40 Resin Tables Tops in Various Dimensions with Imbedded Steel Supports
Designer: Diller Scoffidio + Renfro
Client: Brasserie, NYC
Phillip Johnson designed the original Brasserie restaurant in the Mies van der Rohe Seagram Building (1958). After a fire destroyed the restaurant in 1995 Diller Scoffidio + Renfro were selected to redesign the space.
While the Seagram building is the premiere 20th Century glass tower, the restaurant is located in the stone base of the building and is entirely without windows. The irony of being in the glass building but not having a view prompted the architects to investigate the ideas of glass and vision.
The space they created is a series of explorations into the idea of sight and the illusion of sight. A prime example of this is the sink (also made by Atta) in the men and women's restrooms. The bathrooms are separated physically by a semitransparent honeycomb panel but they share a central underlit resin sink that passes through the wall. The patrons are obscured by the honeycomb wall but are also connected by sharing a communal basin. In addition, the resin dining tables are an extension of the theme. The tables were cast so that you can see the structural support through the material and by revealing the support the steel becomes part of the table top.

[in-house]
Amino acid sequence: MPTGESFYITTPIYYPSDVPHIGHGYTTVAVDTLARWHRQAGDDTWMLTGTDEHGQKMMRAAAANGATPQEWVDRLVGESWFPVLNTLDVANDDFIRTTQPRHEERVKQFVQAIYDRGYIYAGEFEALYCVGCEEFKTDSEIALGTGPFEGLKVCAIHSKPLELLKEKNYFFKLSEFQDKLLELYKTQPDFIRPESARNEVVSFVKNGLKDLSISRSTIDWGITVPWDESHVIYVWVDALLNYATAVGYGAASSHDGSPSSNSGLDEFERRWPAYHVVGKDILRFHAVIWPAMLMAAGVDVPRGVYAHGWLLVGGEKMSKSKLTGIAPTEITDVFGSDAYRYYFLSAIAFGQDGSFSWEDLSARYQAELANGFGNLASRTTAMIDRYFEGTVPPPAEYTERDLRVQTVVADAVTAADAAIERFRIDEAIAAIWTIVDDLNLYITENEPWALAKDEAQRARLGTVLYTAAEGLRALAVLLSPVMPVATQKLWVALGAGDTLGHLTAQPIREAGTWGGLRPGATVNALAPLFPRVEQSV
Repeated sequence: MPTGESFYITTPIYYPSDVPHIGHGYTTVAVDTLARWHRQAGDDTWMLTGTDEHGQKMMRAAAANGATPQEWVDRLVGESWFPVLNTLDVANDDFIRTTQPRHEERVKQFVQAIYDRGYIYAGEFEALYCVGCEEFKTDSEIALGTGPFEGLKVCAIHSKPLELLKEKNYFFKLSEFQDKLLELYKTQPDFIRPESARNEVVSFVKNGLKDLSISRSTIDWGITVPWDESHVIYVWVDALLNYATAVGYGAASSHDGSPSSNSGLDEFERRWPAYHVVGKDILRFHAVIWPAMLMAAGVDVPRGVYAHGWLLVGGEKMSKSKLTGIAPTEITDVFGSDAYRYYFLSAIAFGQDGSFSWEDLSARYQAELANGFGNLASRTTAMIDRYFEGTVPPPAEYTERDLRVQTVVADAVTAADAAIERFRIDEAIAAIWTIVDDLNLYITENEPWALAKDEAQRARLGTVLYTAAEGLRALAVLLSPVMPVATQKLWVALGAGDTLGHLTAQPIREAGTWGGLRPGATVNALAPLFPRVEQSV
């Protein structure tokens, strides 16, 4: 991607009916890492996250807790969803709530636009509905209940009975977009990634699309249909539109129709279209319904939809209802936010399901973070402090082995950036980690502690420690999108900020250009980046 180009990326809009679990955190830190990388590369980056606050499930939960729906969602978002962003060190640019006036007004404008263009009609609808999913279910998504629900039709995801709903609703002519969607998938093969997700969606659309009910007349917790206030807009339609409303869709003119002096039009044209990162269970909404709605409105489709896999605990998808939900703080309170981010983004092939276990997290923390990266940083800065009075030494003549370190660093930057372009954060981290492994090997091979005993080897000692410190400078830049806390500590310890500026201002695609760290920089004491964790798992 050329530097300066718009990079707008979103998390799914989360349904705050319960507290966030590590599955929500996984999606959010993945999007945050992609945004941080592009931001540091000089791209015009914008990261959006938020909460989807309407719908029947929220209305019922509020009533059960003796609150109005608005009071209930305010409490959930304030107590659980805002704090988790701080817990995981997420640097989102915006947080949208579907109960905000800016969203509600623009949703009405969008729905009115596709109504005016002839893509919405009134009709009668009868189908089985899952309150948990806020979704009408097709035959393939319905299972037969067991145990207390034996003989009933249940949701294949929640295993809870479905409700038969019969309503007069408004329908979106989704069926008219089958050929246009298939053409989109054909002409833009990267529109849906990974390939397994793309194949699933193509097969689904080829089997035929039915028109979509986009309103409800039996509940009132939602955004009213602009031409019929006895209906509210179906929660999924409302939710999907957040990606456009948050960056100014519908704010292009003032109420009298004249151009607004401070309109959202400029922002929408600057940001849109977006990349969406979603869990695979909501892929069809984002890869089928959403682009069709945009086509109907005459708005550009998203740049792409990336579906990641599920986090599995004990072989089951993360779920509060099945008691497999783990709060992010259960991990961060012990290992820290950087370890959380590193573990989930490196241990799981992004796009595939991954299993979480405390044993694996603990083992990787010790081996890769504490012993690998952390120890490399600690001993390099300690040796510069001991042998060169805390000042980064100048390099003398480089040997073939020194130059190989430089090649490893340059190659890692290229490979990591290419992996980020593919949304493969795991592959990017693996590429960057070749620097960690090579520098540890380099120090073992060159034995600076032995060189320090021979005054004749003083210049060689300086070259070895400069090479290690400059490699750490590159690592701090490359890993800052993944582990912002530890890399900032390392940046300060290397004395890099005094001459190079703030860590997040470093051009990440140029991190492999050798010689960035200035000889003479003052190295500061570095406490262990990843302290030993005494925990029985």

Resin was the perfect medium for this project as its opacity can be completely controlled giving the designers the ability to reveal or conceal as needed.
"The prospect of redesigning one of New York's legendary restaurants in one of the world's most distinguished modernist buildings was as inviting as it was daunting. The architecture of the new restaurant respectfully challenges many of the tenets of modernism" Diller + Scofidio